More enterprises are embracing "fit for purpose." There is a growing recognition that it's okay to create different types of data stores that trade off trust against agility. Use cases that require a high degree of data rigor (such as financial and compliance reporting) should leverage trusted data stores such as an operational data store or a data warehouse. Needs that require an expedient answer, where hypotheses or "close enough" answers are sufficient, can leverage analytical sandboxes, data lakes, or staging areas.
IT support is still needed. We've seen the tools that were created to address the self-service market become more complex and need IT support. The growth in self-service usage and popularity brought with it the need for server-class products and the need to scale. In other words, self-service products are beginning to look just like the enterprise-class tools that have been around since the 90s that require IT support and architectural constructs to serve the masses.
The need for data governance isn't going away. In the past two to three years I've seen a marked increase in organizations that are finally getting serious about data governance. This stems in part from a recognition that self-service BI in and of itself does not solve the data quality, shared metrics, or veracity problems that fueled the data warehousing industry.
The emerging data marketplace solutions offer hope for a much-needed middle ground. I've always believed that data quality is in the eye of the beholder and if a self-service data set needs to be curated, in part or in whole, the business community will address the need. At the same time, data stores that require a high degree of trust will continue to evolve and will be included in the marketplace catalog as an information source available for self-service BI. Perhaps this is the place where IT and shadow IT can finally coexist peacefully.
The Role of the BI/Analytics Director
The BI or analytics director should enable the creation and use of different types of data stores and serve as a triage specialist. On demand, the director should turn his/her attention to working with the data consumer(s) to understand where on the trust versus agility curve the data needs fall, and then provide the most expedient path forward, whether through a formal governance and development cycle or through standing up a lake or staging area that contains data loaded directly from the source, regardless of quality and completeness.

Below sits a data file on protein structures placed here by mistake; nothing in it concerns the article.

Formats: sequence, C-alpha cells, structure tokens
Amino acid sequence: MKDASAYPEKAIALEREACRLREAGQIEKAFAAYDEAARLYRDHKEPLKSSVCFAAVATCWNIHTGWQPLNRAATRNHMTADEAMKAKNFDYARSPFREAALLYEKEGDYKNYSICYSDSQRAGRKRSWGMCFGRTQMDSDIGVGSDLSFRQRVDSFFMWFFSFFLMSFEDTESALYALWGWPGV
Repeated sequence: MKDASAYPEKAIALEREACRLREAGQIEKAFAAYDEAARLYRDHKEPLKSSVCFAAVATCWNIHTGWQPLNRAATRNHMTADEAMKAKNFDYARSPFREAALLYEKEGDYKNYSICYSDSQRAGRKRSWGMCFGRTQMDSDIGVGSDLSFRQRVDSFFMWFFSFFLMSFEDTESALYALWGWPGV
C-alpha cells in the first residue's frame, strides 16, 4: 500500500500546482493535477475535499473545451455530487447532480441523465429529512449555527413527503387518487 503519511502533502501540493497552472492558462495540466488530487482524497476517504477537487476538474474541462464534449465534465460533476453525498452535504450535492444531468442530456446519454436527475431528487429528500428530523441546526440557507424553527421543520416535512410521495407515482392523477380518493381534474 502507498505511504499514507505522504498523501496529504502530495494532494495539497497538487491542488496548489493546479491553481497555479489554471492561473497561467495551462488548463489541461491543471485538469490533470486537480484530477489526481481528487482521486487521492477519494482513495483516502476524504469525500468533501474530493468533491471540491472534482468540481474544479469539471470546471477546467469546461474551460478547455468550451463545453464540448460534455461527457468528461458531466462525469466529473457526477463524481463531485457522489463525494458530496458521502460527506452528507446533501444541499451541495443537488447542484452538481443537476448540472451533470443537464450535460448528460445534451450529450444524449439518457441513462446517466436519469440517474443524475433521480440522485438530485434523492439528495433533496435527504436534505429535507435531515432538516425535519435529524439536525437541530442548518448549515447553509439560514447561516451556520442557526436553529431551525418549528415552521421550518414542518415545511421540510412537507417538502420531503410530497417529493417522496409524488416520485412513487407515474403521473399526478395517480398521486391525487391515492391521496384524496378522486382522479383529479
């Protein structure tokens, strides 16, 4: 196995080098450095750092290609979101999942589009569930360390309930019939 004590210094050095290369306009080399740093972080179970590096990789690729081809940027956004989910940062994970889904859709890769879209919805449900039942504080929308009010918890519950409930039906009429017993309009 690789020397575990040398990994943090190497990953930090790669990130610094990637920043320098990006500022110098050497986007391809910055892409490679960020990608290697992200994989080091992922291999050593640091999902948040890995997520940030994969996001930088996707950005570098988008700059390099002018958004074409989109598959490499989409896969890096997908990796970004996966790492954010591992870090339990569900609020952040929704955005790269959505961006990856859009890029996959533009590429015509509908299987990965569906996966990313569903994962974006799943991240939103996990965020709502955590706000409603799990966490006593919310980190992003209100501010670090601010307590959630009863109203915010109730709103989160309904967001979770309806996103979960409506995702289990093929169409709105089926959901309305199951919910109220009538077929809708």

In the event a data marketplace is created, the director's role should be to mentor and coach data consumers about best practices for requisitioning, curating, and cataloging data sets for maximum reuse.
Self-Service Best Practices
Once self-service BI is in place, enterprises will find the following best practices helpful:
Parameterization. Use parameters as often as possible to drive flexibility. As an example, one parameter-driven report that allows users to select the desired time, region, and/or product(s) is preferable to recreating the same report for each variation of time, region, and product.
Drop-down lists. Leveraging drop-down lists built from the database tables increases parameter selection accuracy than does typing in parameters.
Attribution. Include some form of attribution on the report to signify the trustworthiness of the contents. For example, include a seal of approval or "Created from EDW" in the report footer to signify that the report contains information from trusted/certified sources, and exclude such attribution when the data did not come from a trusted source.
Algorithm management. Organizations spend considerable time and money to get the data right, but often lose sight of the fact that data can also be created within reports and dashboards. The self-service community should agree on and publish common algorithms so they can be used across the enterprise.
Catalogs. Catalog reports and dashboards so users may determine if an existing analysis is available before creating something new.
Design for the ultimate consumer. The type of information consumer and the mode of consumption should be considered when reports and dashboards are created. Executives may wish to consume information in a visualization or infographic while a financial analyst may prefer detailed reports filled with numbers. Similarly, a dashboard intended for consumption on a mobile device should contain less information per screen and be easily navigable given the form factor of the device itself.